Sons of Anarchy feels totally right in the storylines. Kurt Sutter spent months embedded in a NoCal biker gang learning how they lived, how they talked, how they loved and fought. Any scenes he then wrote smacked of strong truths in this powerful world of biker gangs that he reflected in fiction. I recall one scene where SAMCRO members blow-torched the ink of a former member’s back. It was horrifying and I’ve never seen that moment anywhere else before or since. I trusted that that’s the way it’s done if you decide to betray an MC. The rules are clear and brutally enforced and different in many ways to what I knew.
So, maybe we can’t do what some of these writers have done. But there are ways to improve your work even just sitting at your desk.
I enjoy doing research and exploring the era, characters, history of the time. If I’m writing about anything I’m also reading about that subject even as I’m writing the script. I pack my subconscious with everything I can fit in there.
When I was writing about a particular gangster, I read everything I could on him. I even went to the L.A. Library (a most impressive place) to read the actual police reports from the archives of that era. I couldn’t check them out (non-loanable) but they were available to read at the library. My resulting script was mostly fictional but it was infused with many truths from that era that I believe elevated the work.
I studied Cockney rhyming slang for a minor character in one script to bring a different slant to that character and read everything I could about British commandos for another project.
When I wrote Devil’s Knot I spent months talking to an attorney on the case, reading court records, watching documentaries, poring over anything I could to get a sense of what had happened. It was a terrible, terrible event and then a horrible miscarriage of justice, and I had to understand it even years removed. The script that was ultimately filmed had only the broad strokes of my work in it but I was proud of my original story because whatever decisions I made were based in a deep understanding of the case.
I followed an old saying that I modified for my purposes: “Write truthfully in imaginary circumstances” by learning all the truth I could and translating that to a story that I could tell.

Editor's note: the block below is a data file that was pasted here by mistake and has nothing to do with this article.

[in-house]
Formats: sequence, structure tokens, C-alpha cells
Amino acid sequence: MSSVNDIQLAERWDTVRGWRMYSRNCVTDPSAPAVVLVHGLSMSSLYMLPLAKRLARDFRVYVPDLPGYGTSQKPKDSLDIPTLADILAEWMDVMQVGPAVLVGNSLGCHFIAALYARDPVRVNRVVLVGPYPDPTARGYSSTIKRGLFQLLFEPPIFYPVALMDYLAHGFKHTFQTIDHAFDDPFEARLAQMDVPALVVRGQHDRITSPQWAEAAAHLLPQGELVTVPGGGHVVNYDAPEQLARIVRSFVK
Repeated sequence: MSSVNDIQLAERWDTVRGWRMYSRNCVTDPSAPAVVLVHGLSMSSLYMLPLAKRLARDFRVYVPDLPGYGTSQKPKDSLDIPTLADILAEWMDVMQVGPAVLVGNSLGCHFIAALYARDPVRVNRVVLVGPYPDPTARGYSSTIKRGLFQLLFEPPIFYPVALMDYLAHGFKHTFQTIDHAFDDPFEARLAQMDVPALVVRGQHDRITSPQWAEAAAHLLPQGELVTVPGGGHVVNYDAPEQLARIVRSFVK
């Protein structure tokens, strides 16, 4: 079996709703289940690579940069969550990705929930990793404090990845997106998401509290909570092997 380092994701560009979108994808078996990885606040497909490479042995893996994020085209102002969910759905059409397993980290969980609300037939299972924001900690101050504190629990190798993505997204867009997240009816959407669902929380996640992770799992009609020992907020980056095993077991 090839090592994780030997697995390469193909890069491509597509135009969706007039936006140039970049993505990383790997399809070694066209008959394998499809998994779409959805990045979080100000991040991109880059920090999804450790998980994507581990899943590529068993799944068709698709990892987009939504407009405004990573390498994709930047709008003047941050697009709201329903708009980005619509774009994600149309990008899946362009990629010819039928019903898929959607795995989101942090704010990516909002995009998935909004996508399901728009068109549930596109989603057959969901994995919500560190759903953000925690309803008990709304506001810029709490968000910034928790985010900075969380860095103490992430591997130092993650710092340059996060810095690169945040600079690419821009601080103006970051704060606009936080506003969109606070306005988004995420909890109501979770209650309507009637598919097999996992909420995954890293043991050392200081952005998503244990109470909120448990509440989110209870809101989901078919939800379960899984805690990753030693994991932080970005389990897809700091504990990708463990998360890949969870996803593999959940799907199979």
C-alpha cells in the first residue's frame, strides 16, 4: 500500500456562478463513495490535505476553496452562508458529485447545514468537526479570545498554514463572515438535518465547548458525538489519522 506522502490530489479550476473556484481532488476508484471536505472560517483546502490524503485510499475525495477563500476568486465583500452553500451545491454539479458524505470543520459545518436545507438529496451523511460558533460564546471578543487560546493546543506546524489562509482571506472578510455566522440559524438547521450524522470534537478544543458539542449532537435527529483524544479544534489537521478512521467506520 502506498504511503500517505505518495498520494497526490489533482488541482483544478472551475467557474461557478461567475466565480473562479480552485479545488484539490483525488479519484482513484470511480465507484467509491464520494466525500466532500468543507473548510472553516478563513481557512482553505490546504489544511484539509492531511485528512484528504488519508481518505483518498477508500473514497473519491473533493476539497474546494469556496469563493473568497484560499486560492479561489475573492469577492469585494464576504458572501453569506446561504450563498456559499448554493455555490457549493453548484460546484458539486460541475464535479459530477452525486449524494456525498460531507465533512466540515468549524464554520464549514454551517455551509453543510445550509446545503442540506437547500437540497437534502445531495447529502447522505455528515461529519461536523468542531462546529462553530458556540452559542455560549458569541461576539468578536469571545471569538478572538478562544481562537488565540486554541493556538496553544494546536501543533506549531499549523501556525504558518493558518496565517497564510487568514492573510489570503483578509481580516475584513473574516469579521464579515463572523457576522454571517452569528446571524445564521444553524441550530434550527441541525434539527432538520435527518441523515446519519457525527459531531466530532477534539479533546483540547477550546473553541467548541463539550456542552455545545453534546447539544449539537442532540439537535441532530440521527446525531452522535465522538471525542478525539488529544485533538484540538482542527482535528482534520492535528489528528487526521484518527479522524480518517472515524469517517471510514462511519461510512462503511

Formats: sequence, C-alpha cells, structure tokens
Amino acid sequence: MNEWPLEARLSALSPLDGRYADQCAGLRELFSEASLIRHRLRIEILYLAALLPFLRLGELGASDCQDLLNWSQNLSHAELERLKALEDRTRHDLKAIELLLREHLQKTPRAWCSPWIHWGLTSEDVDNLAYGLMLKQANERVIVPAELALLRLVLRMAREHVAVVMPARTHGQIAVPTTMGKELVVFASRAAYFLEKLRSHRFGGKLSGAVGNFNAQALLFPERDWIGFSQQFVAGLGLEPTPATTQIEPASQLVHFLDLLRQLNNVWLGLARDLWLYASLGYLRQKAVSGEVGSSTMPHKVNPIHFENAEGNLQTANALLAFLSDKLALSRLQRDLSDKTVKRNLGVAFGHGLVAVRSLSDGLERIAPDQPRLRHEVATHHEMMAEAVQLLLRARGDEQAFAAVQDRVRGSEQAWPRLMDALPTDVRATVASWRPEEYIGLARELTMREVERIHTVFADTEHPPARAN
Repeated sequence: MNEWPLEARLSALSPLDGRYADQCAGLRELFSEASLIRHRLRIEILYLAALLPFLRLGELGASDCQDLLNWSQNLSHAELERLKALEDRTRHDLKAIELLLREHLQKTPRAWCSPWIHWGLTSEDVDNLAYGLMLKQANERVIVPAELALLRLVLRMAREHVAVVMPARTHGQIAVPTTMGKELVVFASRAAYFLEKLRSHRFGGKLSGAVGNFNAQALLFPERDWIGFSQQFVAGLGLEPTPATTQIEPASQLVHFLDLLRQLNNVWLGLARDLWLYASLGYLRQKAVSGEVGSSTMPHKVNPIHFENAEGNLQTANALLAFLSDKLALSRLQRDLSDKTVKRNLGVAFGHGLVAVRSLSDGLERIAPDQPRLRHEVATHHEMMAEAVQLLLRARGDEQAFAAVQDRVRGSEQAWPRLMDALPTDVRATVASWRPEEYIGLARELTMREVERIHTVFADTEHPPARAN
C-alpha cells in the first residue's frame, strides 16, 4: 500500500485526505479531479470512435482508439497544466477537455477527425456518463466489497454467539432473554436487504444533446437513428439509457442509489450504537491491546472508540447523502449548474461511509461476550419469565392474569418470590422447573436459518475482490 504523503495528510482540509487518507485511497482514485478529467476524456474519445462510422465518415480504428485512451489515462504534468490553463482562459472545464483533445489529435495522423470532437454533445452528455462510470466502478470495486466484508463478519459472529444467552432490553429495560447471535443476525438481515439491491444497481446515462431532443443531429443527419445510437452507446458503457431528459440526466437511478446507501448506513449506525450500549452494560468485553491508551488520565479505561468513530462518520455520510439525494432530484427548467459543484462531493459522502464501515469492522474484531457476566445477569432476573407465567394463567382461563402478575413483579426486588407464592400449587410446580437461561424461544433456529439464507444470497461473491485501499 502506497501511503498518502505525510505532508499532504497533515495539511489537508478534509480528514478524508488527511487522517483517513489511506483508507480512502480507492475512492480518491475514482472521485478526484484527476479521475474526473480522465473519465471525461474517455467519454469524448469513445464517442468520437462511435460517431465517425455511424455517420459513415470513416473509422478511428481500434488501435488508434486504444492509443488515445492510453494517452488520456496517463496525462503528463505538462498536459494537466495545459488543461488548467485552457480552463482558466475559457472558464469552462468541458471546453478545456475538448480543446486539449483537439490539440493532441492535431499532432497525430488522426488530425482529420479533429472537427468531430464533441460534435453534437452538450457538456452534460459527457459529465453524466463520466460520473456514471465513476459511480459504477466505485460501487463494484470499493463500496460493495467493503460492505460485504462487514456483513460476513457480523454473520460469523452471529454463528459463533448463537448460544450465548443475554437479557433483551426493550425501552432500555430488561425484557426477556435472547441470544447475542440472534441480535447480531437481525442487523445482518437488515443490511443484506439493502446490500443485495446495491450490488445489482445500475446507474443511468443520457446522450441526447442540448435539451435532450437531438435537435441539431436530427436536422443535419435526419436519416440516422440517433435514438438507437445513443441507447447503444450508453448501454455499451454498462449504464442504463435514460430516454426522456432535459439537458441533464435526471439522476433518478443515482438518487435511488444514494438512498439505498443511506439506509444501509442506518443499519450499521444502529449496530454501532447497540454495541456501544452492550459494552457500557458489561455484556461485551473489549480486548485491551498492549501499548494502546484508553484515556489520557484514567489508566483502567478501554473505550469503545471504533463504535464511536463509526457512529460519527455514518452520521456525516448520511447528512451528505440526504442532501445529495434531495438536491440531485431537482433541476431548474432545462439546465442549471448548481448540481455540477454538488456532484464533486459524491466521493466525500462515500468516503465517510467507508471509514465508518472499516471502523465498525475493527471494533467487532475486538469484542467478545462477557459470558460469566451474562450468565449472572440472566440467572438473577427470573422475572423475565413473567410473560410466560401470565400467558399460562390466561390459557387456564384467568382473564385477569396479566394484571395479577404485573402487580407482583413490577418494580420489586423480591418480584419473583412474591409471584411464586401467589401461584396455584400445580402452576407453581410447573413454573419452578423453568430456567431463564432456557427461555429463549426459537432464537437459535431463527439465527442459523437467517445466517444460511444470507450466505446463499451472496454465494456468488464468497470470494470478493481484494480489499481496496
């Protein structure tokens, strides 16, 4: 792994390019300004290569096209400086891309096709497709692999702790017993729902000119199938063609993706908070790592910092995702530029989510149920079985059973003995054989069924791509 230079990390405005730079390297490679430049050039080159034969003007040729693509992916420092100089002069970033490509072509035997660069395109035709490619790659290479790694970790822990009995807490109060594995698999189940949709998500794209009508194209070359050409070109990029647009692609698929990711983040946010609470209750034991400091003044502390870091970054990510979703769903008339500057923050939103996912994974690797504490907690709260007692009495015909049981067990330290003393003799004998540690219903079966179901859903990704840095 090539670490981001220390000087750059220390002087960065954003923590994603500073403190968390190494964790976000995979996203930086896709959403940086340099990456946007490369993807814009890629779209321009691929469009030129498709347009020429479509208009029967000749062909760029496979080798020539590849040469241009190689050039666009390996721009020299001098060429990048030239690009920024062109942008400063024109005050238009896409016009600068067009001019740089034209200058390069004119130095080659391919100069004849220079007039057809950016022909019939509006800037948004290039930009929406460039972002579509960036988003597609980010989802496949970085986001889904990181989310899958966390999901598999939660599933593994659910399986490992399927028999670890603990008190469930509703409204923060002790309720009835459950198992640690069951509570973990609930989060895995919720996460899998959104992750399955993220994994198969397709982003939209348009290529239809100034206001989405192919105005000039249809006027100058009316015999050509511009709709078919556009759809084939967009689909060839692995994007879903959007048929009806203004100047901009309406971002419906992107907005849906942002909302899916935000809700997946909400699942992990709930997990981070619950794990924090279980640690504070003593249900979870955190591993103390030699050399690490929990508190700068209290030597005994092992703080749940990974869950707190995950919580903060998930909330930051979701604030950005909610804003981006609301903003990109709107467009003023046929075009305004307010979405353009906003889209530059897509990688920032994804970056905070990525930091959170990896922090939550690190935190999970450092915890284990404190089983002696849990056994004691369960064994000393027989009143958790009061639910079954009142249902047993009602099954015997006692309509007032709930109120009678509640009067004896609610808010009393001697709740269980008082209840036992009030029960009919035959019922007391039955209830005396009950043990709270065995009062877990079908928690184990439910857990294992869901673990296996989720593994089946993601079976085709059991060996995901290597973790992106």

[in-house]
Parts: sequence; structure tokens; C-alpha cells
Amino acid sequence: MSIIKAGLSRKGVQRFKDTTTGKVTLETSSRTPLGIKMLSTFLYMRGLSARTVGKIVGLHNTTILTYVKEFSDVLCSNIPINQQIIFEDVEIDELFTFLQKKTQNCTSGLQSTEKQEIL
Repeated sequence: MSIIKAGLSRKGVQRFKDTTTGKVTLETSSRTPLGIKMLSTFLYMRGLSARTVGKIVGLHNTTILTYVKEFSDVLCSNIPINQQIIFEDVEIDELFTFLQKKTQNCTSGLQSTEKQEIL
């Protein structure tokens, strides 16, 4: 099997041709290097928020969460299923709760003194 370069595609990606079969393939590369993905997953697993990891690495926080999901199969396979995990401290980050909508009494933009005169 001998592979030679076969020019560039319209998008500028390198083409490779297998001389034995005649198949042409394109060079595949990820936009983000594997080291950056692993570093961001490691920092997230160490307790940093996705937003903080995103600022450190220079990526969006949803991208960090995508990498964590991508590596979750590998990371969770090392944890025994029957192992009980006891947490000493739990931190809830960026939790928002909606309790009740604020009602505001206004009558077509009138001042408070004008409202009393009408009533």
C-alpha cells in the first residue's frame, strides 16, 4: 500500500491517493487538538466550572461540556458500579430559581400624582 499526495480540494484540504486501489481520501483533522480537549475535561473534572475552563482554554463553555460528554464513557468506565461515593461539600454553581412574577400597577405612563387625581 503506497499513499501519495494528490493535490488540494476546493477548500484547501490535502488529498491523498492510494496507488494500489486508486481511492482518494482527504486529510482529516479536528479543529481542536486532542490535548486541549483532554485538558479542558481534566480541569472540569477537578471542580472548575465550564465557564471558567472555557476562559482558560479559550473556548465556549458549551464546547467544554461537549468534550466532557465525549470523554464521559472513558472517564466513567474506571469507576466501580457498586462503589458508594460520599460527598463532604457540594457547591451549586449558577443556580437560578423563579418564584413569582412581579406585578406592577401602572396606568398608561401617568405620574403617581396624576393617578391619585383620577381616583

As mentioned about copying something then attenuating it, I identified that my students many times are writing movies about movies, not life. They ’ve seen some of these stereotypical scenes so many times that they’ve embraced them as real.
A successful filmmaker (multiple Oscar nominee and winner) once said that if all you do is watch movies (or TV) your writing will never rise above the mundane. I saw this first hand in a student’s recent work.
It was very well-written but… somewhat derivative. Everything read like something we’d all seen before in many movies. A simple change helped. All the student had to do was consider his character who was not typical for this sort of action scene and then craft the scenes so he used the character’s differences in the action. In other words, explore what’s unique.
For example, from a scene standpoint, women’s bathrooms are different than men’s – what in there could have helped elevate my student’s work, made it less cliché? An action set piece in a woman’s bathroom would be eminently explorable. Had my student just thought through their character’s uniqueness the action scenes that seemed familiar would have been fresh and unique.
Deliver on the tropes, but wiggle them so they feel different.
Make It Your Own
Attack The Block is one of the most incredible sci-fi horror films I’ve seen; there’s not one thing in that movie that is a cliché. Joe Cornish took the “alien invasion” trope/clichés and created something entirely new and vibrant. I could write pages on just that movie. Genius work.
Underworld took vampires and lycans (werewolves) and created an entirely different mythology for those familiar, some would say cliche, horror standards. I was blown away by the re-imagining of all those archetypes.
Many reboots change the way the characters are either introduced or interact. Spenser Confidential re-envisioned Robert B. Parker’s iconic character as an ex- cop who was sent to prison for five years after beating up his captain. In the Hawaii 5-0 reboot, Steve McGarrett is now a USNR former special forces Lt. Commander and Kona, originally a burly male actor (Gilbert Lani Kauhi) became actress Grace Park.
Characters, situations, genres, moments – all can be adjusted to make your work so much more dynamic. Don’t settle for the cliché which means don’t write the first things that come to mind. Work on it a little and deliver on tropes not clichés and archetypes not stereotypes.